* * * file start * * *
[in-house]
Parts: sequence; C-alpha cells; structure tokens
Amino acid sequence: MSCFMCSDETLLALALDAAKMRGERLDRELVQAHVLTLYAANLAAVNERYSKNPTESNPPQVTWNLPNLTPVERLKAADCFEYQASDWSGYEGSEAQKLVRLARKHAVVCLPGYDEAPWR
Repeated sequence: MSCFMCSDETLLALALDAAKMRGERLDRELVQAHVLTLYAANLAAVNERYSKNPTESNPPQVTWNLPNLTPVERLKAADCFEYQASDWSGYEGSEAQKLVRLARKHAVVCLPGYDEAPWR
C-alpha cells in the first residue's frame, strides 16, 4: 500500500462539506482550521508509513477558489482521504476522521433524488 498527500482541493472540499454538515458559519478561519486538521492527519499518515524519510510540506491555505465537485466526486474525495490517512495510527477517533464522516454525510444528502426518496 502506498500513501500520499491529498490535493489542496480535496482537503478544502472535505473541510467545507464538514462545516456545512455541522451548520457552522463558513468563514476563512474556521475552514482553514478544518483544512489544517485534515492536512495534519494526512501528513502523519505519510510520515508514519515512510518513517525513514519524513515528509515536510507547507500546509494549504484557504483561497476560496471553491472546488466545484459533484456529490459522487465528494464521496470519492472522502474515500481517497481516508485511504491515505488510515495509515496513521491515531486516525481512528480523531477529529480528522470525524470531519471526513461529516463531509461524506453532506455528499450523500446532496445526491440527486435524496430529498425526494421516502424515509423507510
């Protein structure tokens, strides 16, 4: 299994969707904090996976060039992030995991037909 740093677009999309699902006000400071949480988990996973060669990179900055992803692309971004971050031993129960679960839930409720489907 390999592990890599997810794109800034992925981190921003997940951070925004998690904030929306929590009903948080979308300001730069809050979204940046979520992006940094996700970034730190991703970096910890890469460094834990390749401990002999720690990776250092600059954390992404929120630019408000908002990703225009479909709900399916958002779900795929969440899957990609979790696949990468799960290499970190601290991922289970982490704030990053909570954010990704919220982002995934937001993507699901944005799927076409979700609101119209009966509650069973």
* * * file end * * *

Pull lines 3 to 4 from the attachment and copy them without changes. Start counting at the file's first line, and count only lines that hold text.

Amino acid sequence: MSCFMCSDETLLALALDAAKMRGERLDRELVQAHVLTLYAANLAAVNERYSKNPTESNPPQVTWNLPNLTPVERLKAADCFEYQASDWSGYEGSEAQKLVRLARKHAVVCLPGYDEAPWR
Repeated sequence: MSCFMCSDETLLALALDAAKMRGERLDRELVQAHVLTLYAANLAAVNERYSKNPTESNPPQVTWNLPNLTPVERLKAADCFEYQASDWSGYEGSEAQKLVRLARKHAVVCLPGYDEAPWR